Over the years, substantial changes have occurred in the composition and characteristics of law students. Women have been dramatically underrepresented in the past both in law schools and in the legal profession. As late as 1970, women made up only 2.8% of the population of lawyers in the United States, and only 8.5% of law school students were women. By 2013, almost 49% of law school students were women.

Historically, people of color, like women, have been extremely underrepresented in the legal profession. In 1970, black lawyers made up slightly over 1% of all lawyers (Leonard, 1977). The various minority-recruitment programs instrumented by most law schools in the late 1960s have increased the enrollment of minority-group students substantially over earlier years. But these groups still do not have representations within the law school populations anywhere near the percentage of the total population. Today (2013 data) African Americans make up only about 7.5% of all law students, even though they comprise about 13% of the general U.S. population. Similarly, Latinos make up about 9.9% of all law students, even they comprise more than 15% of the U.S. population (American Bar Association, 2017).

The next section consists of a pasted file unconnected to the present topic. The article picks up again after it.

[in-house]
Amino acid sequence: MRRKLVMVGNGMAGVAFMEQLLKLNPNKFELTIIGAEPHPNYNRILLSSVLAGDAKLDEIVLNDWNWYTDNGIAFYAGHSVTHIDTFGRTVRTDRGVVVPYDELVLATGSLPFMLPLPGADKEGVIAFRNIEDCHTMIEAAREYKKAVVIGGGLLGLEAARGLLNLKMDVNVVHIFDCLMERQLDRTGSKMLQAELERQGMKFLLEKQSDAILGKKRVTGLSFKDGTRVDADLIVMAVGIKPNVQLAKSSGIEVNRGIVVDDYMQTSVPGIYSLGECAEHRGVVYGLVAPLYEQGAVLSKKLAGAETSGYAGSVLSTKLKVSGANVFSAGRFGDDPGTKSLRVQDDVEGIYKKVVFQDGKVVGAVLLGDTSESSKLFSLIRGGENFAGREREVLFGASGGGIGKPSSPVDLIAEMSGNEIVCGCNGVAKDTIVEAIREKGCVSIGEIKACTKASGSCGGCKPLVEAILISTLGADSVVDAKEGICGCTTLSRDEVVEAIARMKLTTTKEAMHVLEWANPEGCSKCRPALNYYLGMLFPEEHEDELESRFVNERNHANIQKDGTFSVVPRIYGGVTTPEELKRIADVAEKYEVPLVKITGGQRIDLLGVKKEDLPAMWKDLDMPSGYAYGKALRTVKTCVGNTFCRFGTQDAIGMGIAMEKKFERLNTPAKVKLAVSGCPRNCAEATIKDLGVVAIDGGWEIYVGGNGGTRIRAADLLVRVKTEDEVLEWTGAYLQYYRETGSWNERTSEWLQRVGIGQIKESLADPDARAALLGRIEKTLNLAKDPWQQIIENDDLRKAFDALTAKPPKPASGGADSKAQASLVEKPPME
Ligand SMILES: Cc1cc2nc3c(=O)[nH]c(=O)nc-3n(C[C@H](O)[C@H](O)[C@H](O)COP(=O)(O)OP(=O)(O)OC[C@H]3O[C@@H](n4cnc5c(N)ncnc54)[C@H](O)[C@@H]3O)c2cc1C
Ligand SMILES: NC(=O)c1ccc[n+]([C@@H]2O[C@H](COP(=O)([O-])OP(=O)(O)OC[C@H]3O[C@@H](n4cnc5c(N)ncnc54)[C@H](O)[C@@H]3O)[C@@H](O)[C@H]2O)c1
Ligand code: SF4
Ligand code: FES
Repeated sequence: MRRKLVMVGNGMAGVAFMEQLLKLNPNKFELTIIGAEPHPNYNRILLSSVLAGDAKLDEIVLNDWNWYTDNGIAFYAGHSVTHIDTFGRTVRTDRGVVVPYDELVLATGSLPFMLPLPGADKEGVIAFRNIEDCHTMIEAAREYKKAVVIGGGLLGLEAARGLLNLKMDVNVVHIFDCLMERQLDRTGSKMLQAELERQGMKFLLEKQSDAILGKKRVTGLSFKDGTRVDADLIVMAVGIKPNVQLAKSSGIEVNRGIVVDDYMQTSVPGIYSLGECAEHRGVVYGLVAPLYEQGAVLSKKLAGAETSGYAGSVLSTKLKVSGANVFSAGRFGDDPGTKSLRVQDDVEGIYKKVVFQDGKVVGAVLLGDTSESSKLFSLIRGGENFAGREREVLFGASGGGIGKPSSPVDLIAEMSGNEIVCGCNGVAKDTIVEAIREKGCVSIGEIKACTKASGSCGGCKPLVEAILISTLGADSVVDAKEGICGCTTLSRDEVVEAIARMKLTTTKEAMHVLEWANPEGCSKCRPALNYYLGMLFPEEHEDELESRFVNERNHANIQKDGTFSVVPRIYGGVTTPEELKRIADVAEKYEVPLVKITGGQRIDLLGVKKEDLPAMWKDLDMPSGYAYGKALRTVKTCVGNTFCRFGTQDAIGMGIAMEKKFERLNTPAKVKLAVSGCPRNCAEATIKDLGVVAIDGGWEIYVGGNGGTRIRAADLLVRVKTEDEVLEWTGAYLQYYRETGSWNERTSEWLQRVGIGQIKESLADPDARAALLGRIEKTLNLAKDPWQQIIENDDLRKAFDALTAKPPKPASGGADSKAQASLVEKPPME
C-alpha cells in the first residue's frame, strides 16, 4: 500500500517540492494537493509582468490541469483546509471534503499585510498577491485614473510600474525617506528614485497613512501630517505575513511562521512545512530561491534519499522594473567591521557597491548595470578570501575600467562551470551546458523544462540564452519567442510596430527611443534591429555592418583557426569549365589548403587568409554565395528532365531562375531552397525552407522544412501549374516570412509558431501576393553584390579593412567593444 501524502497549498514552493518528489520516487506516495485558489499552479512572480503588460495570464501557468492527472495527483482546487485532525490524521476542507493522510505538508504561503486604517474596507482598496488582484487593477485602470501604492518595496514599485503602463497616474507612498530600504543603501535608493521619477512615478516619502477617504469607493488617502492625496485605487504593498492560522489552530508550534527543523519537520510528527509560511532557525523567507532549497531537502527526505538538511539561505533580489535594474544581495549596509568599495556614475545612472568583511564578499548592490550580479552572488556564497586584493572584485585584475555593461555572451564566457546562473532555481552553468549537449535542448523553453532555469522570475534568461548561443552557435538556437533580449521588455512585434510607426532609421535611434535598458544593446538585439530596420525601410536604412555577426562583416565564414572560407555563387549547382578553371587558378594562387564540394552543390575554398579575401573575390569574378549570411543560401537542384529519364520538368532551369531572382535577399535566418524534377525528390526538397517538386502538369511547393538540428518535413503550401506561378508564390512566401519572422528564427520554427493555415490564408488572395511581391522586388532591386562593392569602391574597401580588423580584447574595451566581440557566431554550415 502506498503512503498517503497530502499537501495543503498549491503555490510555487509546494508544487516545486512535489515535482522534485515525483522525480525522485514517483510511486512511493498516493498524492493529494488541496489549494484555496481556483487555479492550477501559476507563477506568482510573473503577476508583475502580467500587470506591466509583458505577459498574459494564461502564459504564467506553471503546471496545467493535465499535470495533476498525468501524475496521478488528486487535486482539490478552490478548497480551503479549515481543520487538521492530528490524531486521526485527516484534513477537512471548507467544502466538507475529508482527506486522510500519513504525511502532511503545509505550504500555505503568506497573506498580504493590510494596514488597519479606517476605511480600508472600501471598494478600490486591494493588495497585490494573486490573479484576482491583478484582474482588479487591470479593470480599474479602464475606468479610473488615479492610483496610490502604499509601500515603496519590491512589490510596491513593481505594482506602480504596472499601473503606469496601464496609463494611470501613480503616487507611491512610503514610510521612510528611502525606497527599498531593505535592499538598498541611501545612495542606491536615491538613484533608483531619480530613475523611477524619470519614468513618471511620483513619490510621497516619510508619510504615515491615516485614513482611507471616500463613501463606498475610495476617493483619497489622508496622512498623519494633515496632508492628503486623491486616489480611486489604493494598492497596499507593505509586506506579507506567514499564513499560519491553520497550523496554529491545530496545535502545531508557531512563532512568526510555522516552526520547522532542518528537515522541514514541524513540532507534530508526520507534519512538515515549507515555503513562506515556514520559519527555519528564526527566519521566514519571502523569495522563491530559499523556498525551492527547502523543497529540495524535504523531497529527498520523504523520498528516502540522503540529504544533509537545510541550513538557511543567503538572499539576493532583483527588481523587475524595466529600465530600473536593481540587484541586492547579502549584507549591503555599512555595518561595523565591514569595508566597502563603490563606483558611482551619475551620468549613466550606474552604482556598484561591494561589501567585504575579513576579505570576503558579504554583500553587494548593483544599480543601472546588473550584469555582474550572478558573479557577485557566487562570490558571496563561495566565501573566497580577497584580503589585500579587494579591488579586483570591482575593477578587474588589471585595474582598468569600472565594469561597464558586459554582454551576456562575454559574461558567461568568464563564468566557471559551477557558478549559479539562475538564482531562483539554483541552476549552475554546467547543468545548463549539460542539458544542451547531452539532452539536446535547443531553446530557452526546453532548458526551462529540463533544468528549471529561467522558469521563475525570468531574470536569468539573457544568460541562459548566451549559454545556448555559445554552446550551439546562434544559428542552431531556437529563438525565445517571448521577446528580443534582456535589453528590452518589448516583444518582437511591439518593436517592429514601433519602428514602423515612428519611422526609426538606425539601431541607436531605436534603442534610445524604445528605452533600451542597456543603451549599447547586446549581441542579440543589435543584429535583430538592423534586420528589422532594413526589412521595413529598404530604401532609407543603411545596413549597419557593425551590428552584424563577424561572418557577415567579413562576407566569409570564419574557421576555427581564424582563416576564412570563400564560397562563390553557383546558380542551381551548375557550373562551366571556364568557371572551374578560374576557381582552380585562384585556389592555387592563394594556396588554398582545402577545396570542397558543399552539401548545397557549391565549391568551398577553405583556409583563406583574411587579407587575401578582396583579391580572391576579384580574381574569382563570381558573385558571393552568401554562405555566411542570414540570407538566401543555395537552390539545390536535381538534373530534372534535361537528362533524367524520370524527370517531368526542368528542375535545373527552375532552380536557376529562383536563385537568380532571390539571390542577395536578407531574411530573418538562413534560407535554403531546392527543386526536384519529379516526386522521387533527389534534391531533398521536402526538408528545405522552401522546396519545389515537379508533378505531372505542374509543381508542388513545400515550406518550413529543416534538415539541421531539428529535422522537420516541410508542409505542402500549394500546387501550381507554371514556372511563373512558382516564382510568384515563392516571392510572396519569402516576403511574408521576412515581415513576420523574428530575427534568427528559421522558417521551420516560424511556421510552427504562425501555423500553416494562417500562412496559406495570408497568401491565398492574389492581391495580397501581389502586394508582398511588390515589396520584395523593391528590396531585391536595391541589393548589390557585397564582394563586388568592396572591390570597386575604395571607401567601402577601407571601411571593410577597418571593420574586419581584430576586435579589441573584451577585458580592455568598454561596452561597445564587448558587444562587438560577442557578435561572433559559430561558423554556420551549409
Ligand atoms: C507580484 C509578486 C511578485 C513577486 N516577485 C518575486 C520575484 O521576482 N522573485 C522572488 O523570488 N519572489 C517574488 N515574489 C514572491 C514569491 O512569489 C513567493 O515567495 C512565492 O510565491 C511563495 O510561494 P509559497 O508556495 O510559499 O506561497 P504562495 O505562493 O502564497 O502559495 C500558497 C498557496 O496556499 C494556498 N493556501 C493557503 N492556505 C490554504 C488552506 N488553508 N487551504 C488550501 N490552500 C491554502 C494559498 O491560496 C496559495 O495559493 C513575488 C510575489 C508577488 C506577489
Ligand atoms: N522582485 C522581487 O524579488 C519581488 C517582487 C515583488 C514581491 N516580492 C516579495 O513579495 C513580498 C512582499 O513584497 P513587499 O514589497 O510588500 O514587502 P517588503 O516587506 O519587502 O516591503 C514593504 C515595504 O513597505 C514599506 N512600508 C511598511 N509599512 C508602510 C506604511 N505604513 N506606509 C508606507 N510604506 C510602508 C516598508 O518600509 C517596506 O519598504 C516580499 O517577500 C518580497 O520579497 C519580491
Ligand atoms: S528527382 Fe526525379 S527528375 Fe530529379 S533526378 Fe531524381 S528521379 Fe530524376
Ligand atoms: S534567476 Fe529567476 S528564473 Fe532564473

Women and people of color are also underrepresented among law school faculty. In 1989, law school students around the country demonstrated and successfully exerted pressure on their institutions to hire more women and minority-group members as professors (Leatherman, 1989). These and similar efforts in subsequent years resulted in major changes in the composition of law school faculties, and now close to half of full-time law school faculty are women and minority-group members.

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